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Friday, March 18, 2011

The Firing of Beethoven and Big Bird

In the near future, children may not learn their numbers from a tall, gangly creature covered in yellow feathers on their television screens. Similarly, such obscure beautiful melodies as Beethoven’s Fur Elise or Dave Brubeck’s Take Five will cease to be heard over the nation’s airwaves. Why? It’s certainly not through a sudden change in popular tastes, but rather because a large deficit is being used as a good excuse to score big points with an extremely narrow-minded political ideology.

The Republican-led House is set to do something they’ve been hoping to do for years: get rid of the Public Broadcasting Corporation. This has been a fantasy for them since the Clinton Administration, championed at that time by none other than Newt Gingrich. Now, it seems their wish is closer to becoming reality under the guise of cutting federal spending.

Since its inception by the Public Broadcasting Act of 1967, the Corporation for Public Broadcasting (and its affiliated networks Public Broadcasting Service and National Public Radio) has been required by law to follow a “strict adherence to objectivity and balance in all programs or series of programs of a controversial nature”. Unfortunately, this pursuit of balanced programming has been perceived by many lawmakers and pundits as leaning too far to the left. Conservatives see little reason for the government to fund what they believe to be liberal-biased and superfluous programming.

The argument against Public Broadcasting in the 1990s pointed to cable television's rising prominence offering a number of networks (e.g., The Learning Channel, Arts and Entertainment, etc.) that duplicated PBS’s programming. It was a considerable challenge for public broadcasting advocates to counter this argument, but nonetheless they were triumphant. PBS survived the controversy then, and in some respects public broadcasting has remained true to its mission. In the meantime, the cable channels that were touted as its replacement have been seduced by the insatiable demand for sensationalistic "reality" television shows.

Today, conservatives argue that PBS and NPR will survive without public funding. Perhaps they might survive, but not in their current form or without a shift in focus. In actuality, the federal government funding represents only a small portion of the money used to operate public broadcasting television and radio stations throughout the country. The bulk of operating funds are donated by corporations, foundations and individual viewers.

This argument reminds me of a question asked during a broadcasting class I had at Bloomsburg University some years ago. Someone asked our instructor, Bill Kelly, (currently President and CEO of WVIA, the PBS affiliate in northeastern Pennsylvania) if public broadcasters would consider accepting advertising revenue like all other media to support their operations. Kelly replied, “In a heartbeat!”

His answer demonstrated the broadcaster’s frustration with depending on government funding and pledge drivers to keep their stations operational. Likewise, viewers also loathe the weeks of broadcast time devoted every year to “banging the tambourine”, but the dependence and pleas for dollars are a necessary evil to maintain public broadcasting's unique character.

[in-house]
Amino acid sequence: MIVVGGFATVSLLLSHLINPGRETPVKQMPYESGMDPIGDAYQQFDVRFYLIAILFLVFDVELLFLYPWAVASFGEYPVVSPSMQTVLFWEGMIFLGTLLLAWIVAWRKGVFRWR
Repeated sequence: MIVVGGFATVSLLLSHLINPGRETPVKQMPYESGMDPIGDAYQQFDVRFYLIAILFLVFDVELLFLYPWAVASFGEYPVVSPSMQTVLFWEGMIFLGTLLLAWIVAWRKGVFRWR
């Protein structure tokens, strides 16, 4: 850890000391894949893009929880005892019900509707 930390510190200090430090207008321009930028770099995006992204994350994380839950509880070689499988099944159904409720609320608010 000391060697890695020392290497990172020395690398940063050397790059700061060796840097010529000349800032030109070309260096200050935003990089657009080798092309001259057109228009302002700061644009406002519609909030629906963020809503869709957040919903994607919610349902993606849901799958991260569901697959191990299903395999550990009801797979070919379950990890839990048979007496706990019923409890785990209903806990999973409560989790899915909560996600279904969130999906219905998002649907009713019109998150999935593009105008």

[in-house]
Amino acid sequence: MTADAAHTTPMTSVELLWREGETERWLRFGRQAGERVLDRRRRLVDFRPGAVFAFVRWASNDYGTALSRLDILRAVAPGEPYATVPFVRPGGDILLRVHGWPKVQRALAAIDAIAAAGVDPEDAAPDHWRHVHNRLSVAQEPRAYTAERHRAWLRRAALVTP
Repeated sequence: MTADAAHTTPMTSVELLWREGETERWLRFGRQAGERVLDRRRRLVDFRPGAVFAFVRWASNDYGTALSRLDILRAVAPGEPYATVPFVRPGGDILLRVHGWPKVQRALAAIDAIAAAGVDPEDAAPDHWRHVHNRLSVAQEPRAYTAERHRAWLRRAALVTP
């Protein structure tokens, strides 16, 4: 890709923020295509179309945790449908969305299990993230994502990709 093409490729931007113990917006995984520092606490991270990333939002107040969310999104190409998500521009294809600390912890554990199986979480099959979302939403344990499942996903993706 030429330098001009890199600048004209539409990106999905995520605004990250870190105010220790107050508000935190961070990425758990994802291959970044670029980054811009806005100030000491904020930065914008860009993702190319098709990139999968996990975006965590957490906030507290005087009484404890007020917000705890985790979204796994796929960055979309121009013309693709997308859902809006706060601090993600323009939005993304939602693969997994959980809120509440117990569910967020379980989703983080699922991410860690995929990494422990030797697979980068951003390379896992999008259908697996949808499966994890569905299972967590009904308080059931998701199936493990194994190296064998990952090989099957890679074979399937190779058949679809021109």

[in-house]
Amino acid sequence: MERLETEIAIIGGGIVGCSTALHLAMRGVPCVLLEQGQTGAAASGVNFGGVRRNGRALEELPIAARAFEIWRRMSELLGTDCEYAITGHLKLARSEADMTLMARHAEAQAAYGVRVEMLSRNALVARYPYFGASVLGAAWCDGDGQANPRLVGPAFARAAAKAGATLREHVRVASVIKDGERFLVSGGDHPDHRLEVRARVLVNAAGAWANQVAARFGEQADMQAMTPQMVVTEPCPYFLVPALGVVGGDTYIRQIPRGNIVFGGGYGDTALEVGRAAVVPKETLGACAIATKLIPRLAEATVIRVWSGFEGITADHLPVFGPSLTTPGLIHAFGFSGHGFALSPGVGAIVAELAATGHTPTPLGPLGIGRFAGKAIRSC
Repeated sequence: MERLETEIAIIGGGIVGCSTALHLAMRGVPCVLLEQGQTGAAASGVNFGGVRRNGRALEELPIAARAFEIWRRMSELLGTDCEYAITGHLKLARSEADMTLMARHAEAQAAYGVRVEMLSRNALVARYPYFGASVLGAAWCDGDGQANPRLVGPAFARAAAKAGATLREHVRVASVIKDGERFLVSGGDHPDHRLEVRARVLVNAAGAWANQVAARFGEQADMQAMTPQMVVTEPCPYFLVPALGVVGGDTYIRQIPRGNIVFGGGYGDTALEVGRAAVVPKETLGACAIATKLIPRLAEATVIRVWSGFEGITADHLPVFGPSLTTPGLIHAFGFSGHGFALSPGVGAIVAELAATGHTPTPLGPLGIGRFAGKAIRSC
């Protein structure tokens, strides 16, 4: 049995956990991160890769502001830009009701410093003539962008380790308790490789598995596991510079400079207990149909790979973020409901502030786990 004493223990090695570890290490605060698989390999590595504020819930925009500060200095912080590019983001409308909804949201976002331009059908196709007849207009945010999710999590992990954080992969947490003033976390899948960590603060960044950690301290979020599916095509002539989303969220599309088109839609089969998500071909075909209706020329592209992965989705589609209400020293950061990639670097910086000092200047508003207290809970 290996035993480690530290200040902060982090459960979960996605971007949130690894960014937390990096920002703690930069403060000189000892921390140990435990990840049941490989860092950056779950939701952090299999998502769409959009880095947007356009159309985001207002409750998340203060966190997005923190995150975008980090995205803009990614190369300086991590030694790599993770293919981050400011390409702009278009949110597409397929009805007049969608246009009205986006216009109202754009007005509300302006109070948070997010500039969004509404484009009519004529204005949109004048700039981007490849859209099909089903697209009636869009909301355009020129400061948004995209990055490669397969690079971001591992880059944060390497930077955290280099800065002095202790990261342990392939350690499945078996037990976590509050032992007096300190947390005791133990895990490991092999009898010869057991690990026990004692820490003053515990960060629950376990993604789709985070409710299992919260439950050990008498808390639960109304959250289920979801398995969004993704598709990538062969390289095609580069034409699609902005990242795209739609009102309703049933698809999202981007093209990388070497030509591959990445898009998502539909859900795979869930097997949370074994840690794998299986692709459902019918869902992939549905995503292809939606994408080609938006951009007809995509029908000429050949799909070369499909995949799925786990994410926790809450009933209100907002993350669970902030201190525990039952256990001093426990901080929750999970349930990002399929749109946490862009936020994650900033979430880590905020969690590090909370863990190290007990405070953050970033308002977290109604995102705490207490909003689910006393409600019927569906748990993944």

PBS has long broadcast programming that would never see the light of day on commercial television. The reasons are many and varied, but most often this happens because there is not enough demand for the performance of a Mozart concerto or a Ken Burns documentary to make it economically feasible for broadcast on the commercial networks who insist on making a profit. Although, to be fair, if PBS had to support the lifestyle of a performer like Charlie Sheen, then they would also probably require a profit.

However, public broadcasting is a non-profit venture, and American society is all the better for it. Without public broadcasting, many of us would not be familiar with the theories of physicists Stephen Hawking or Dr. Carl Sagan; a generation of Americans would not know who Monty Python is; and God only knows how many children learned to read and count on Sesame Street. Likewise, National Public Radio provides unique forums for local and national public affairs programming; a showcase for artists performing in such wonderful, but otherwise commercially unviable, genres as classical and jazz music; and introduce listeners to other forms of entertainment, such as opera.

Yet all of these benefits are lost on conservatives who think only in terms of dollars saved, and the subjugation of ideas with which they disagree. If public television had to resort to selling actual commercial time to operate, then the schedule would become a dumping ground for programming with the widest (read: most profitable) appeal to audiences with the lowest common denominator. The PBS stations would become susceptible to the whims of the marketplace as dictated by the almighty Nielsen ratings. Public broadcasting would be forced to abandon its enriching mission to cater to viewers who may not be literate and/or appreciate the beauty of Beethoven’s work. That would be a pity, but apparently it is an outcome which many conservatives see as a worthy goal.

Let’s hope public broadcasting wins this latest assault on their honor.

(Thank you for reading. Please remember education — even through the media — is an investment, not a luxury.)


Anonymous Janey said...

Beautifully expressed! BRAVO!

March 18, 2011 at 7:22 PM  

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